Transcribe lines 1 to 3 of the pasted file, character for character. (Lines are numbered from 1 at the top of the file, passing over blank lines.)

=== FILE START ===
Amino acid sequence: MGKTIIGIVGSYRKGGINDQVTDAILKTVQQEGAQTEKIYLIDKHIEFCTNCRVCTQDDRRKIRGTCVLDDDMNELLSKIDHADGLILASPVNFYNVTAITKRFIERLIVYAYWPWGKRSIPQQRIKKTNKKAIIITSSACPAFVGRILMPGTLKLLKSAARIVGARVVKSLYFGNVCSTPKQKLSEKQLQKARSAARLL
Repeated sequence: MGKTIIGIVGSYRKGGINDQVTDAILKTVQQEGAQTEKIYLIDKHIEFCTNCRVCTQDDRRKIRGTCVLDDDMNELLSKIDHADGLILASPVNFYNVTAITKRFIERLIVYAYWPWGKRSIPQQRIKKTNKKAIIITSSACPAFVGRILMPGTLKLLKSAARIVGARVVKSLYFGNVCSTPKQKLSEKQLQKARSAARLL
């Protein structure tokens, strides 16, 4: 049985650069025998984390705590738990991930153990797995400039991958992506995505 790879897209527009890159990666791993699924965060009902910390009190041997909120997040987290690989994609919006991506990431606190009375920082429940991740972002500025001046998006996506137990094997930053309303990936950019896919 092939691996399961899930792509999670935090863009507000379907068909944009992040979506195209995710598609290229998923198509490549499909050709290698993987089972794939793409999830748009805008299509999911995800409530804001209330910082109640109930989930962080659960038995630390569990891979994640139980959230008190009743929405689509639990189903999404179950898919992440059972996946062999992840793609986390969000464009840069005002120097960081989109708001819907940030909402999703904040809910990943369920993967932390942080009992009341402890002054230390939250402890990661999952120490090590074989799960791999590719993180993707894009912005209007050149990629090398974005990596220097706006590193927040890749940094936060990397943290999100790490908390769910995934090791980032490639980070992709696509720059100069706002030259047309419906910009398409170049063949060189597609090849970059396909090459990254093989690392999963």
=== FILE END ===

Amino acid sequence: MGKTIIGIVGSYRKGGINDQVTDAILKTVQQEGAQTEKIYLIDKHIEFCTNCRVCTQDDRRKIRGTCVLDDDMNELLSKIDHADGLILASPVNFYNVTAITKRFIERLIVYAYWPWGKRSIPQQRIKKTNKKAIIITSSACPAFVGRILMPGTLKLLKSAARIVGARVVKSLYFGNVCSTPKQKLSEKQLQKARSAARLL
Repeated sequence: MGKTIIGIVGSYRKGGINDQVTDAILKTVQQEGAQTEKIYLIDKHIEFCTNCRVCTQDDRRKIRGTCVLDDDMNELLSKIDHADGLILASPVNFYNVTAITKRFIERLIVYAYWPWGKRSIPQQRIKKTNKKAIIITSSACPAFVGRILMPGTLKLLKSAARIVGARVVKSLYFGNVCSTPKQKLSEKQLQKARSAARLL
């Protein structure tokens, strides 16, 4: 049985650069025998984390705590738990991930153990797995400039991958992506995505 790879897209527009890159990666791993699924965060009902910390009190041997909120997040987290690989994609919006991506990431606190009375920082429940991740972002500025001046998006996506137990094997930053309303990936950019896919 092939691996399961899930792509999670935090863009507000379907068909944009992040979506195209995710598609290229998923198509490549499909050709290698993987089972794939793409999830748009805008299509999911995800409530804001209330910082109640109930989930962080659960038995630390569990891979994640139980959230008190009743929405689509639990189903999404179950898919992440059972996946062999992840793609986390969000464009840069005002120097960081989109708001819907940030909402999703904040809910990943369920993967932390942080009992009341402890002054230390939250402890990661999952120490090590074989799960791999590719993180993707894009912005209007050149990629090398974005990596220097706006590193927040890749940094936060990397943290999100790490908390769910995934090791980032490639980070992709696509720059100069706002030259047309419906910009398409170049063949060189597609090849970059396909090459990254093989690392999963």